Van Gils, Matthias, Eva De Vilder, Mohammad Hosen, Paul Coucke, Olivier LeSaux, Anne De Paepe, and Olivier Vanakker. 2016. “Fibroblasts in Soft Tissue Mineralization Display an Osteogenic Gene Expression Pattern but Do Not Transform into Mature Osteoblasts.” In Research Day Faculty of Medicine and Health Sciences, Abstracts.
Vancouver
1.
Van Gils M, De Vilder E, Hosen M, Coucke P, LeSaux O, De Paepe A, et al. Fibroblasts in soft tissue mineralization display an osteogenic gene expression pattern but do not transform into mature osteoblasts. Research day Faculty of Medicine and Health Sciences, Abstracts. 2016.
IEEE
[1]
M. Van Gils et al., “Fibroblasts in soft tissue mineralization display an osteogenic gene expression pattern but do not transform into mature osteoblasts,” in Research day Faculty of Medicine and Health Sciences, Abstracts, Ghent, Belgium, 2016.
@inproceedings{8610285,
  abstract     = {AIM: soft tissue mineralization (STM) can occur in a single tissue or generalized, leading to important morbidity and mortality e.g. in renal, brain and eye disease. Mechanistically, vascular STM is best characterized with osteogenic differentiation of smooth muscle cells (SMC) losing their SMC identity as a driving mechanism. The paradigm disorder for generalized STM is pseudoxanthoma elasticum (PXE), where calcification of elastic fibers leads to skin, ocular, cardio- and cerebrovascular symptoms. The fibroblast is considered a leading cell type but the underlying mechanisms are poorly understood. We investigated whether fibroblasts in tissue-wide STM can differentiate into osteoblasts, driving mineral deposition.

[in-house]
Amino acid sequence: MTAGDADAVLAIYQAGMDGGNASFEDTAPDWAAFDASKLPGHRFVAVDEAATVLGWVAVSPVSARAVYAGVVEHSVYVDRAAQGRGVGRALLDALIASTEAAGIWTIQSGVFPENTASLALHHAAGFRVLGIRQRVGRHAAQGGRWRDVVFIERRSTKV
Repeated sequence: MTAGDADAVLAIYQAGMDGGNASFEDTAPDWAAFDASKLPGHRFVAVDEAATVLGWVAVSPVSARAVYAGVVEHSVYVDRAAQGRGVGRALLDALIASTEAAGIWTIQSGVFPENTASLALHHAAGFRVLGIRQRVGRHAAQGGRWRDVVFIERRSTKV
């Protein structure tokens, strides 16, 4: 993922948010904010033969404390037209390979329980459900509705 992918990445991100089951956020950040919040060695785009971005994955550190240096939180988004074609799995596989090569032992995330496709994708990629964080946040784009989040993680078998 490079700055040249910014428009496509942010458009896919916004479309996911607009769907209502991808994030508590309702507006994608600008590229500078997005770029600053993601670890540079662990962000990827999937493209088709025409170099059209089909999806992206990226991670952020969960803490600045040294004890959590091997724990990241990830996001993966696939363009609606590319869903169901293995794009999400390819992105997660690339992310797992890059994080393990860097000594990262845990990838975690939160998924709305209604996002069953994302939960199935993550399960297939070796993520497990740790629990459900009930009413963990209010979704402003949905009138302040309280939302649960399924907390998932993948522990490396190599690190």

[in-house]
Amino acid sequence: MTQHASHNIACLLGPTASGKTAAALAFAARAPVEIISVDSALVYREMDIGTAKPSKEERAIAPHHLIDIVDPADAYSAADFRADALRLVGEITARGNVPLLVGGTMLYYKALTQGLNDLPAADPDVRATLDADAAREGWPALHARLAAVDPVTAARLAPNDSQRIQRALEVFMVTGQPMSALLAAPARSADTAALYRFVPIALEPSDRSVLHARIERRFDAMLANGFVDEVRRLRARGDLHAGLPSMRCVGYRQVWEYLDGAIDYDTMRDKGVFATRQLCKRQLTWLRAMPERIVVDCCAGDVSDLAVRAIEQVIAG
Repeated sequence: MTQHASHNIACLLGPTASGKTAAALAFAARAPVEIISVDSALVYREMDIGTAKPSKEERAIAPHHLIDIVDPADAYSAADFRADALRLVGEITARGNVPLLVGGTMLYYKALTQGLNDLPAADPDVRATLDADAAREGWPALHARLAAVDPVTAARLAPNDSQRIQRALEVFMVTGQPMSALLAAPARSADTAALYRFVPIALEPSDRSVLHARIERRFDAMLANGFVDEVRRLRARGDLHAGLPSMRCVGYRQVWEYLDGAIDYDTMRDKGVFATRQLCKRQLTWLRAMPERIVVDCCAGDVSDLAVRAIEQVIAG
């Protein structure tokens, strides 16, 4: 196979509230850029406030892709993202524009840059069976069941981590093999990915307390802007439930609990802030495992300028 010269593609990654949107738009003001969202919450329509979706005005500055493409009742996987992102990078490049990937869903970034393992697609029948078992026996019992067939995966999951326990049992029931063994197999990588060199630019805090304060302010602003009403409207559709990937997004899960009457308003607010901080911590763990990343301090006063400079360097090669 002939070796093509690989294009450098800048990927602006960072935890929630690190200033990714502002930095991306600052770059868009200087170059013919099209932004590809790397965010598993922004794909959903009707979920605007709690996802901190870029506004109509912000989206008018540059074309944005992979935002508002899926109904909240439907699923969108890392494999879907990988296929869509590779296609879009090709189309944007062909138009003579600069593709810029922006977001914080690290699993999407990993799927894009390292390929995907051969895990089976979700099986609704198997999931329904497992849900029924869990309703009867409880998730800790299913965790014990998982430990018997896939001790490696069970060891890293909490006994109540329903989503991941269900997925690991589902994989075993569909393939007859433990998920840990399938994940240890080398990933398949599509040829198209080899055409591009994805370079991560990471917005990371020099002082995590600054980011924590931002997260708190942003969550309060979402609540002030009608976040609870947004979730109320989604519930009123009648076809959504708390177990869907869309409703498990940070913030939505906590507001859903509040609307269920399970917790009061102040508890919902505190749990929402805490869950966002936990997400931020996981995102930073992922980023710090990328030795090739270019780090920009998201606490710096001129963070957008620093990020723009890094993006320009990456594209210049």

METHODS and RESULTS: we evaluated the mediators coordinating osteoblast differentiation by immunohistochemistry and mRNA expression profiling in skin tissue and fibroblasts of PXE patients, and eyes and whiskers of the PXE murine model. We show upregulation of BMP2, TGFβ2 and downstream Smads, promoting pre-osteoblast formation, and the key regulators of osteoblast differentiation, RUNX2 and β-catenin. The acquired osteoblast gene expression profile was further evidenced by cellular ALPL stains and increased ERAP2-Wnt osteogenic signaling on expression array. However, fibroblasts do not transdifferentiate into mature osteoblasts as main transcription factors for the latter, e.g. osterix, remain normal.
CONCLUSION: STM in PXE results from osteogenic differentiation of fibroblasts, driven by BMP2-SMADs-RUNX2, TGFβ2-SMAD and ERAP2-Wnt signaling. Contrary to osteogenic differentiation of SMCs, no complete transdifferentiation to mature osteoblasts with loss of cellular identity occurs. This suggests reversibility with the potential for therapeutic intervention.},
  author       = {Van Gils, Matthias and De Vilder, Eva and Hosen, Mohammad and Coucke, Paul and LeSaux, Olivier and De Paepe, Anne and Vanakker, Olivier},
  booktitle    = {Research day Faculty of Medicine and Health Sciences, Abstracts},
  language     = {eng},
  location     = {Ghent, Belgium},
  title        = {Fibroblasts in soft tissue mineralization display an osteogenic gene expression pattern but do not transform into mature osteoblasts},
  year         = {2016},
}